Thursday, September 22, 2011

That Thing in Georgia

I am not all that familiar with the Troy Davis case.  I know that he was executed and there was a great deal of controversy, as many people doubted that he was guilty of the crime.  I had been reading headlines on this case for only a few days.  I couldn't even bring myself to read all the details, and I felt sick when I read that the execution was imminent.

I have no idea whether Troy Davis killed a police officer.  No idea.  But the older I get, the less I approve of capital punishment.

When I was in high school, and all right-wing about it, my civics teacher told our class that between 1900 and 1990, 300 people were executed in the U.S. and later found to be not guilty of the crimes for which they died.

Three hundred.  That sunk in.  And I talked about it for while.  I remember some adult in my life - I don't think it was one of my parents - heard the stat and said, "You have to believe that most of those 300 were early in the century before the development of modern forensics."

Maybe.  I eventually let it drift to the back of my mind where I store things that I don't really want to think about anyway.

Then something was found to be rotten in the State of Illinois.  Stop laughing.  A journalism professor at Northwestern University names David Protess led his students in investigating a whole slew of controversial convictions and the work ended up freeing several prisoners that were wrongly convicted - including some on death row.  He has now started a non-profit to continue the work.

The State of Illinois owned the fact that something was wrong.  The governor put a moratorium on executions.  Later, the assembly abolished the death penalty altogether.  It doesn't really fix the problems on the front line of criminal justice, but with this action, Illinois definitively put a stop to the greatest injustice of all.

I gotta tellya.  There is not a whole lot for which to be thankful in my state government.  But last night, I was feeling it.  Not proud.  But..satisfied.  That my state got onto the right side of this issue.

Wednesday, September 21, 2011

Too Tired.

And so is my dog.  My observation is that he is like a greyhound - either going 80mph or sacked out like a total slug.  But this amused me:

<a href=';rel=MSN&amp;cpkey=5ba2ab14-4ec4-4b90-ad31-ac97481b8272%7cDog%7cMSN%7c%7c' target='_new' title='Cute Dog Plays With Baby' >Video: Cute Dog Plays With Baby</a>

Monday, September 19, 2011

Pet Adoption Photos

CBS Sunday Morning ran a great little story about a photographer in Dallas that started taking glamour shots of dogs awaiting adoption with a local rescue:

Now, granted, dachshunds are probably an easier gig that pitbulls or rottweilers.  But the idea that "marketing" is a big part of the battle..rings very true to me.  I remember the first time I read that if you are trying to adopt out a black dog, you should put a brightly colored bandana on him or her.  Of course.  Why didn't anyone think of that before?

Marketing.  That's what we need to do better.

Sunday, September 18, 2011

Where Gibbs Spent the Football Game

One of his incisions was infected, so he has had to wear the cone a bit longer.  And go back to the doctor every day for bandage changes.  Hopefully, they all come out tomorrow.  Because:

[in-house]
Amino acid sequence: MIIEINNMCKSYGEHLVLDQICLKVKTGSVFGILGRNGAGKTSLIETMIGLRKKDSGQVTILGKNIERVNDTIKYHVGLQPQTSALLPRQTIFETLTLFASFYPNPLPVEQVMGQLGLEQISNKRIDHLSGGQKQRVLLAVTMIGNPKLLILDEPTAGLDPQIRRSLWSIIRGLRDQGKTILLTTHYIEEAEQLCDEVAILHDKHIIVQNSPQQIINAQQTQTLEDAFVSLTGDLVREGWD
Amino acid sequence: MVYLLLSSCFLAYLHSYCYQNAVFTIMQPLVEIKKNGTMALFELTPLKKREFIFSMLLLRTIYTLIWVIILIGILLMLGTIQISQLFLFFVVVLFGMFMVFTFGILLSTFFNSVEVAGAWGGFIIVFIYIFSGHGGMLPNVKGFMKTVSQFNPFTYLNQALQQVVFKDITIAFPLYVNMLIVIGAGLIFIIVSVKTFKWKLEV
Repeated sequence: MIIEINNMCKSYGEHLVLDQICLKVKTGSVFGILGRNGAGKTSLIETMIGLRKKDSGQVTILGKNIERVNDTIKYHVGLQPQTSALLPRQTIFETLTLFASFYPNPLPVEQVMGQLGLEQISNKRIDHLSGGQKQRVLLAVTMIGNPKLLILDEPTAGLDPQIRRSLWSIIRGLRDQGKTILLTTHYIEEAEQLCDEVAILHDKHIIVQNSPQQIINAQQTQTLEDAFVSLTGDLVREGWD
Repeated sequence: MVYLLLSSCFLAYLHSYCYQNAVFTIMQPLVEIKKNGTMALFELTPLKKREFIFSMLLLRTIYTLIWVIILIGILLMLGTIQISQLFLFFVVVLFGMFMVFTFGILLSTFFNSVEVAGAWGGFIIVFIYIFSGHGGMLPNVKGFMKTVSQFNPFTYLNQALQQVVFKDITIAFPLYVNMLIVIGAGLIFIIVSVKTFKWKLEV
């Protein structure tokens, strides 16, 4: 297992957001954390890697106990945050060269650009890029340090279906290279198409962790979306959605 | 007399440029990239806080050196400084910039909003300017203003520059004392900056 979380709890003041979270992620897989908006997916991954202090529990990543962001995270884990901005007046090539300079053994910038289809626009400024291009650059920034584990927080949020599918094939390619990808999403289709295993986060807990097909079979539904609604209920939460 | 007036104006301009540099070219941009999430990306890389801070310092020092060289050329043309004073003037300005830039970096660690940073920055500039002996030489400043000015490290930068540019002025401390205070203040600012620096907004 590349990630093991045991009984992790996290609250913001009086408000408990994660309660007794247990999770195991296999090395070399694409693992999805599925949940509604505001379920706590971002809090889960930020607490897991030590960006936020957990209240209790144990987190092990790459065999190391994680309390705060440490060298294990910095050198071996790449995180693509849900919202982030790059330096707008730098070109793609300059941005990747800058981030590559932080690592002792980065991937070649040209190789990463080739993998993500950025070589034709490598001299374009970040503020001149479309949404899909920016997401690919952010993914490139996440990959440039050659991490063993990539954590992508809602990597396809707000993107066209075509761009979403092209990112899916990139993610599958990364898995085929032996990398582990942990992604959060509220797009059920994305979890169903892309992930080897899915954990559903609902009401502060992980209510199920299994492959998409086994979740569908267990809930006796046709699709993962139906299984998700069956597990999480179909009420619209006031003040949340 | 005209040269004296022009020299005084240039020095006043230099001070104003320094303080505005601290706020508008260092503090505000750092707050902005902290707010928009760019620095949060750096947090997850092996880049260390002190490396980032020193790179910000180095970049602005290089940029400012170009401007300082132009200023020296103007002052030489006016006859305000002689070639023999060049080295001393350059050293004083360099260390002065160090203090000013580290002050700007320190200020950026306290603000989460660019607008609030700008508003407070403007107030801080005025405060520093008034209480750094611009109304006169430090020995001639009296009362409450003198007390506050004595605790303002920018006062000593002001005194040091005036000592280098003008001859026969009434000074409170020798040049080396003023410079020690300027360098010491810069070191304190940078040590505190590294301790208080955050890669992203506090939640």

After the game, Gibbs went into his crate with a Kong and I went to the hospital to see my mother.  When I came home, he had torn up the bandages.  Oddly, the wound was still covered, but obviously the cone wasn't doing its job.  As I took him to the backyard to do his business, he dragged the cone into the mud.

The cone came off.  I changed his bandages myself - have to remember to restock - and it didn't look too bad.  I really, really hope we are done with this now.

This dog needs to go back to camp.

True Compass: A Memoir, by Edward M. Kennedy

Book 44

I snapped up Senator Kennedy's memoir just as soon as I found it in the clearance section of Half Price Books.  But I decided to listen to it on audio.  The narration was good, but it took awhile to get used to hearing a not-Boston accent telling the story in the first person.

My friend Jamie had already read it and when I asked him if it was worth it, he said that there wasn't a lot of new material, but the chapter on Chappaquiddick made it worth the time.   I love a good Kennedy book, so I was all in.

Of course, there is plenty of spin here, but Kennedy does a good job of owning that this is his perspective and he is totally biased where his family is concerned.  I particularly appreciated his recollections of his father and his perspective as the youngest of nine.

He maintains that his father had high expectations of his children, but never told them what to do.  He recalls a profound moment when Joe told him that he would still love (Ted) if he chose not to have a serious life, but wouldn't have much time for there were so many other children doing interesting things.

That would have worked on me, too.

So yeah, idolizing the brothers and following the path.  He owned that he married too young and that he and Joan were ill-suited.  That can happen to anyone.  He absolutely doesn't say a thing about any other women until after the divorce.

The Chappaquiddick story was pretty good.  His story is the same (he was driving the girl home, he hardly knew her, doesn't remember all that much and it was all his fault).  Otherwise, he lets the record stand, except to say that seriously, he wasn't sleeping with the girl.  He also talks about how he had been drinking too much since his brother Bobby's death.  The context he gave that I hadn't considered before was this:

When his brother Jack was killed, Ted was so worried about Bobby drowning in grief that Ted himself held it all in and never properly grieved.  Such that with Bobby's loss, Ted was starting over at square one.  And really, feeling very alone.  I buy that.  And I buy that the human mind will make/allow one to forget things that are traumatic.  I'm not saying I condone it, but I buy it.